Citizens across the state were excited to see Alyse Galvin jump in the race against Don Young. He’s past due for retirement, and Alyse’s track record as a community organizer and advocate for public education is exemplary. After a year of celebrating women’s leadership, from the Women’s March to the #MeToo movement, many of us are motivated to support female candidates. After all, of the 10,945 Americans who’ve served in the United States House of Representatives, just 288 (2.6%) have been women!
Our Revolution Alaska would like to endorse a candidate in this election. What’s more, our broad network would like to help with the organizing, fundraising, door knocking, and phone calling that will be crucial to that candidate’s success. As the bloc of millennials, working people, progressives and independents that organized an 82% caucus victory for the Sanders campaign — the largest group of Alaskans to back any one presidential candidate in the 2016 primaries — we believe our support is key to winning statewide races.
In the Sanders campaign, we were empowered to organize one another with an accessible, “bottom up” campaign that innovated distributed internet organizing tactics such as the “Bernie Dialer.” Our national community is moving these tactics into the 2018 congressional races by endorsing and supporting candidates in many states. We’d like to see Alaska be part of that wave. In 2016 our Sanders delegates to state and national conventions skewed young and represented Alaska’s diversity of ethnicities, sexual orientations, and economic classes. We believe this could be the core of a winning coalition for Alaska!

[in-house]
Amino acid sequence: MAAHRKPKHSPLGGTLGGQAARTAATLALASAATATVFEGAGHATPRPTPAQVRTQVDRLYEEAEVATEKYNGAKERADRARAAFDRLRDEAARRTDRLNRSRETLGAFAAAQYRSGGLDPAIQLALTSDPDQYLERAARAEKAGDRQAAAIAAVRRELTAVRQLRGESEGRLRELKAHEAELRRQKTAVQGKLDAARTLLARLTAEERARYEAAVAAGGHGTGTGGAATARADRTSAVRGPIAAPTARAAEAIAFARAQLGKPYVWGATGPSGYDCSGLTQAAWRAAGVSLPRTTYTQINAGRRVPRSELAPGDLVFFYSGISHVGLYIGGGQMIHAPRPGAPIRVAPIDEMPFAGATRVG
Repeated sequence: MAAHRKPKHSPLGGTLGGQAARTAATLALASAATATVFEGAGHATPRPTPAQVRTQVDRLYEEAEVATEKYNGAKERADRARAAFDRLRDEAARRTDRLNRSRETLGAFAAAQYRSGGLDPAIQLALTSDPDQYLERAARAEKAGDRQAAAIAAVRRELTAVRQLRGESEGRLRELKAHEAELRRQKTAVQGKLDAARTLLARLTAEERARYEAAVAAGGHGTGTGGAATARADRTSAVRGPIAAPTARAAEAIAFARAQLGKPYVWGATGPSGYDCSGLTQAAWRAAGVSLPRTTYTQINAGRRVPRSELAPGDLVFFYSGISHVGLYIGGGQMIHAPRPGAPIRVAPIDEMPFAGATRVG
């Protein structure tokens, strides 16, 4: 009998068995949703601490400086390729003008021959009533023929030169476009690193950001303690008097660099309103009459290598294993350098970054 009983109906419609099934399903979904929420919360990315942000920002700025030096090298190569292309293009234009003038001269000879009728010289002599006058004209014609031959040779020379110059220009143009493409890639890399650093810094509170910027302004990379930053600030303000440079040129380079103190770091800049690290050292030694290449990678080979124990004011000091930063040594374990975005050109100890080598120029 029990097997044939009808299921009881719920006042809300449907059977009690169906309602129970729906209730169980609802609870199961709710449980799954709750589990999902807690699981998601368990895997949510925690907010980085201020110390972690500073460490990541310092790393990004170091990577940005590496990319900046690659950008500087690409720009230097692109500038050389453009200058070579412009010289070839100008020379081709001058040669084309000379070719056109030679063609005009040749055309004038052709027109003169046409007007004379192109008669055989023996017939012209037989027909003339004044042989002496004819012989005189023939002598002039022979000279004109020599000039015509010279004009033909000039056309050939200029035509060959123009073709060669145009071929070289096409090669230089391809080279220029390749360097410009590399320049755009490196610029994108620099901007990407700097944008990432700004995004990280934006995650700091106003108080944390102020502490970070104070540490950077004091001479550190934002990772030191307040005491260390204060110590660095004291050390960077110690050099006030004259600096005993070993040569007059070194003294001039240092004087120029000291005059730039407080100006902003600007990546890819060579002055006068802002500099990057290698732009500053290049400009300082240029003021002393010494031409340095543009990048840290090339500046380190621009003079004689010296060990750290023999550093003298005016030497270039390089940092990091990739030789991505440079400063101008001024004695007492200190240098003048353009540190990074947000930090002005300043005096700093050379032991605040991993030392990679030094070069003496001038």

The Our Revolution Alaska community is highly diverse, yet we’re united by a common commitment to politics that work for working people, not corporations. When corporate campaign donations are removed from the equation and politicians are forced to craft policy based on what works for citizens rather than corporations, the platform becomes obvious:
- Improved Medicare for All — now endorsed by 120 sitting congresspeople and all of the 2016 presidential contenders in the Senate — can dramatically reduce costs for families while expanding coverage. It is a good solution for Alaska, whose high costs and small population would be absorbed into a national pool. Our Representative should ensure benefits work for Alaska’s health care professionals and meet or exceed those provided to Alaska Natives and veterans.
- A $15 minimum wage will allow Alaskans — with some of the highest costs of living in the nation — to work full time and not be below the poverty line.
- A transition to a renewable energy economy. Alaska’s Representative should be a leader in fighting for a solid energy jobs plan to ensure every single Alaskan can transition their skills toward family wage employment in renewables, infrastructure, and other sectors. We must also make sure that the state’s petroleum resources are used responsibly during this transition, and that drilling and exploration do not occur in areas with cultural, economic, and ecological importance.